IN TRAINING In the complex on the USC campus named after head coach John McKay, there is a whiteboard that has become more than just a classroom backdrop. Earlier this year, as players came together to start Spring Ball for a team that looked vastly different from the previous season, the whiteboard served as a rallying point for what USC players and coaches felt they needed to sign up for a Changing program that had just gone 4-8 to have semblance of success.
“When we got here, we all talked about making a standard,” said linebacker Shane Lee, who was from Alabama and became the team captain, of the importance of writing on the whiteboard. “That set the tone for everything we do. It was the basis of our success.”
While Lee said what’s on the plaque can be summed up with a phrase at the end that Riley coined and even made its way onto some t-shirts — “Win the inner battles” — has what on the board is almost secondary to the fact that the players actually performed it. As Lee put it, they could relate to it during a dream season.
It’s been a little over a year since the hiring of Riley sparked a fresh start for USC, and while the program’s prospects seemed to turn from bleak to bright overnight, perhaps nobody outside of the McKay Center expected success at USC would come so soon. The Trojans finished a regular season 11-1 and had a chance Friday night not only to win a Pac-12 title against the only team to beat them this season, but also to give the program its first appearance in college to bring football playoffs.
“I can’t say yes, I knew this was going to happen, but at the same time I don’t believe in setting limits on what you can accomplish, especially when you have the right people in the building,” Riley said. “I told you what our expectations were from day one. A lot of people thought I was crazy, and that’s okay. The people inside the walls knew what we were about and had a sense of what we were building.”
Riley’s arrival had its appeal, bringing talented transfers from all corners of the country and keeping players at USC looking to revive their careers. But in a sport that values the power of coaches, the Trojans’ success this season required a collective mindset that had been lacking before and that could not be developed by a single coach. For Lee, it can be summed up by a whiteboard, but for quarterback Caleb Williams, it’s rooted in a phrase he’s repeated all season.
“Good teams are run by coaches,” Williams said again this week. “But great teams are run by players. … That was one of the main things we focused on when we got here – leading our players.”
Nobody led USC last season. And while the quick turnaround the program has seen can be attributed to Riley’s hiring and his moves since then, what has emerged over the past 12 months to bring USC back to national relevance was a product of a common one Trust that did not originate in a single attitude or addition, but from a holistic approach and a trust in a roster that was assembled rather than built.
“I don’t know what games we’re likely to lose and that’s just the really honest guess,” said defensive coordinator Alex Grinch. “We expected to swing the racquet and have success. That’s why we came here.”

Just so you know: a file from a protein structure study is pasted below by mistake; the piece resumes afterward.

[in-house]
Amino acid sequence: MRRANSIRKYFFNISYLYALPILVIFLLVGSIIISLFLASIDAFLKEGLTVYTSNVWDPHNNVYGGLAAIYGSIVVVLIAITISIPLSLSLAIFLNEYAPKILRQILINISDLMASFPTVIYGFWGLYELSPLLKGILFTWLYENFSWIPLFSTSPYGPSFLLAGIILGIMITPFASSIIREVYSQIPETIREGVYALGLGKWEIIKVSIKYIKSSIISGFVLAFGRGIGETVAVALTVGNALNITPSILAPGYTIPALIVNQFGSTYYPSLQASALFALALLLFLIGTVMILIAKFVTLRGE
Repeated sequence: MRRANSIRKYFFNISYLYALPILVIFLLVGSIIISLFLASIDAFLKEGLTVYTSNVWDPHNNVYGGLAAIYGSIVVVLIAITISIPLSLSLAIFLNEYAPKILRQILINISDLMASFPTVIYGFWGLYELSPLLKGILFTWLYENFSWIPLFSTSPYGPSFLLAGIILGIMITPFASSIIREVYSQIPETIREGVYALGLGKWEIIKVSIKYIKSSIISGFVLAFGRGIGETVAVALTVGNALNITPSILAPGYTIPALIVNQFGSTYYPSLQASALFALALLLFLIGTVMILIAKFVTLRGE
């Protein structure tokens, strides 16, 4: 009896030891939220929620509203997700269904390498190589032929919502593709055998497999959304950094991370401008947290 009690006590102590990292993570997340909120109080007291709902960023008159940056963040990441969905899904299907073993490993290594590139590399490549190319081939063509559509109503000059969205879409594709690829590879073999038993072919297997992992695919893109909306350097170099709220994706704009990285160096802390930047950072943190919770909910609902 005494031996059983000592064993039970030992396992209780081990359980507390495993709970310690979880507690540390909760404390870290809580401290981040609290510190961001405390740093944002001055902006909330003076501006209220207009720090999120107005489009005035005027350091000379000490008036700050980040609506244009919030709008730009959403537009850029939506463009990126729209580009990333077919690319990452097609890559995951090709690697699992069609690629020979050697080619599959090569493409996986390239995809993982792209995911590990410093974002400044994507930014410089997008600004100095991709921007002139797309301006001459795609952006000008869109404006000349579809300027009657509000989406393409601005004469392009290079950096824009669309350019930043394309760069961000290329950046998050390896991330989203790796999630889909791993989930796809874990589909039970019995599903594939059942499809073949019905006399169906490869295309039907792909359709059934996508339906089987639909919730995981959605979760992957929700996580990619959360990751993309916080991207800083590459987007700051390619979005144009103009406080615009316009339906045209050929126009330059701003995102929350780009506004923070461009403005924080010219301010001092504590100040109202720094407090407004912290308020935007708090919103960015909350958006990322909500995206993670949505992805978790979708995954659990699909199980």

ANDREW VORHEES REMEMBERS feel nervous. USC’s senior offensive lineman, as well as the rest of the officiating players, found themselves in a unique position. Their future head coach had been hired with much pomp and circumstance, but they still had one more game to play. Due to a postponed game against Cal that was rescheduled for the week after the season finale, USC had to adjust to a meaningless game that had somehow become meaningful. It was a kind of rehearsal for an audience.
“You hear about him, you see him on TV, and then he comes out of here, and he’s just a human being like the rest of us,” Vorhees said. “It was just one of the most surreal moments to know [Riley] would be the head coach.”
The week before and after the game had given Riley and his coaching staff a chance to assess what they needed to work with and make decisions. After the game they lost no time. Within a week and after much discussion, Vorhees and several of his colleagues who had the chance to go to the draft, including Brett Neilon, knew it was worth returning to USC.
“With a coach like [Riley]you never know what can happen,” Vorhees said.
There seemed to be a hunger for structure and leadership among returning players that Riley brought with him immediately. The former came with the experience of running a top-notch college football program. But the latter could only really take off in the form of the players themselves, particularly those who had been around for a number of years.
Words like accountability, consistency and leadership are a recurring feature in the lexicon of football teams that perform well. The chemistry does, too, and USC was faced with the task of delivering just that, with more than 40 transfers and a slew of Trojans making it through a season that lacked any of the above qualities. Because of this, it was crucial to retain those players whose talent might have been under-utilized to bridge the gap between the past and the future.